It also matters because the forty-eight hours after a powerful public figure dies is when the halo becomes permanently affixed to their head. When Ronald Reagan passed away, a massive right wing machine went into motion aimed at removing him from all criticism. The Democrats certainly didn't challenge this interpretation of history and now according to polls, people under 25 would elect Reagan over President Obama, even though Reagan's ideas remain deeply unpopular. To put it crudely, the political battle over someone's memory is a political battle over policy. In Thatcher's case, if we gloss over her history of supporting tyrants, we are doomed to repeat them.
As Glenn Greenwald wrote in The Guardian,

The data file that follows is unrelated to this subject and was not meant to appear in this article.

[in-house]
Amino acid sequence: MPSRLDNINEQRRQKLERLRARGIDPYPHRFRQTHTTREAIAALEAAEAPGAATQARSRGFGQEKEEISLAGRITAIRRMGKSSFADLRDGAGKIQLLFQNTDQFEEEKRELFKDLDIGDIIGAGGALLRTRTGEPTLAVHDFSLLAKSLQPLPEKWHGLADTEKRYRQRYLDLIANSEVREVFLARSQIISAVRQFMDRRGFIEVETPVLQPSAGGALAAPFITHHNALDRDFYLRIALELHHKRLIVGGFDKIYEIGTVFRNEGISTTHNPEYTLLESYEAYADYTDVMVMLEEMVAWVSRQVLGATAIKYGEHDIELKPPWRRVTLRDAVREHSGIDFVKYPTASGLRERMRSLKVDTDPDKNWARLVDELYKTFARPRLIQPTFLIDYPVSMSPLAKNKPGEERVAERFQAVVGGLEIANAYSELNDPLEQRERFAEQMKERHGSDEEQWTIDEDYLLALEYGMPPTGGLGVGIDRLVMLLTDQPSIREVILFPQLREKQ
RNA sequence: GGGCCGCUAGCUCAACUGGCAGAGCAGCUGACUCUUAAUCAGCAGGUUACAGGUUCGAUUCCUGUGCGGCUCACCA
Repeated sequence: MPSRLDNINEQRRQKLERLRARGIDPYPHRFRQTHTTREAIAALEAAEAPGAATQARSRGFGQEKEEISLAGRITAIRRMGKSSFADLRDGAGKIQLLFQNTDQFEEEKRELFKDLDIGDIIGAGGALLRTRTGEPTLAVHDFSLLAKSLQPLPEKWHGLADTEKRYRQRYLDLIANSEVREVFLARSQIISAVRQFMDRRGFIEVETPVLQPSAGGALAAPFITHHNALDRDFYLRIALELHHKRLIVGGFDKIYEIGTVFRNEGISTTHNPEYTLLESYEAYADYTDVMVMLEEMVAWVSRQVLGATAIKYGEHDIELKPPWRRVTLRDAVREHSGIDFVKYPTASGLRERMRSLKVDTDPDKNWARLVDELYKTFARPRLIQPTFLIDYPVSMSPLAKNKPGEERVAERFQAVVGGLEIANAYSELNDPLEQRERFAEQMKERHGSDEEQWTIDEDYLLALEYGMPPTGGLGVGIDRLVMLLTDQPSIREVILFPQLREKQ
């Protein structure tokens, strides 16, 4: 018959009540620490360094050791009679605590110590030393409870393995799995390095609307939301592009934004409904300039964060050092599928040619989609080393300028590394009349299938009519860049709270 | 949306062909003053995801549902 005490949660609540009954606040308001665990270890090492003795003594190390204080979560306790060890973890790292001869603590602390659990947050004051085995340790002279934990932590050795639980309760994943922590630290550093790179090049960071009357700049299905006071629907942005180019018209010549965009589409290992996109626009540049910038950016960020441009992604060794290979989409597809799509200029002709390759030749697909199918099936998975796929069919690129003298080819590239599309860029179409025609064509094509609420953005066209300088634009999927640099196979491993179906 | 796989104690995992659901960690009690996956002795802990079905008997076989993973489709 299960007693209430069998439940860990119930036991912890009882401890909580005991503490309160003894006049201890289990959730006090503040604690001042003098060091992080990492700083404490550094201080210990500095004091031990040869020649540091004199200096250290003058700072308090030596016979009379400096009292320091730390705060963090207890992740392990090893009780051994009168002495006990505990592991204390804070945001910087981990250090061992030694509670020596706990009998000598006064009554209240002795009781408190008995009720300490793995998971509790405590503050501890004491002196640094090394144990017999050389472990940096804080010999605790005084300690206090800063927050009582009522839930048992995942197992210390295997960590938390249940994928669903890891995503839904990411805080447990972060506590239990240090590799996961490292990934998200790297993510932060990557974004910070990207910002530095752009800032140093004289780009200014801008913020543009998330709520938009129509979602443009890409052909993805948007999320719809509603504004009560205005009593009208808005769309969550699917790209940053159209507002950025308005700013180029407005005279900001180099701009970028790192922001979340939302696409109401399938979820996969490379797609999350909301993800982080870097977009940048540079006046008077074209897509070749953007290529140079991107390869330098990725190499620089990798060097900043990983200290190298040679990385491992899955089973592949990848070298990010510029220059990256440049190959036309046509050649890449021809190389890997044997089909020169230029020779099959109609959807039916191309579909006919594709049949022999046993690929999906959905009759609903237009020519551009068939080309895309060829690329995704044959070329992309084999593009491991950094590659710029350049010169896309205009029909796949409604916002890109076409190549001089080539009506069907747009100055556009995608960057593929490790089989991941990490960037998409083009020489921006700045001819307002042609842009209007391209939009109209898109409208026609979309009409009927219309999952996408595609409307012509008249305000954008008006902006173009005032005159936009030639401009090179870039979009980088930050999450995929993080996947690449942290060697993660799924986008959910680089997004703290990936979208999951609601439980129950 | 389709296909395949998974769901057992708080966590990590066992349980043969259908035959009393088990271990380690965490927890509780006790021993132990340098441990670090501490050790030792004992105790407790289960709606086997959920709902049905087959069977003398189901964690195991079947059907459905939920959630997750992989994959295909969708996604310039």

There is absolutely nothing wrong with loathing Margaret Thatcher or any other person with political influence and power based upon perceived bad acts, and that doesn't change simply because they die. If anything, it becomes more compelling to commemorate those bad acts upon death as the only antidote against a society erecting a false and jingoistically self-serving history.
Or to put it even more simply, in the words, of David Wearing, "People praising Thatcher's legacy should show some respect for her victims." That would be nice, wouldn't it? Let's please show some respect for Margaret Thatcher's victims. Let's respect those who mourn everyday because of her policies, but choose this one day to wipe away the tears. Then let's organize to make sure that the history she authored does not repeat.
We are all Thatcherites now. Maria Margaronis explains why.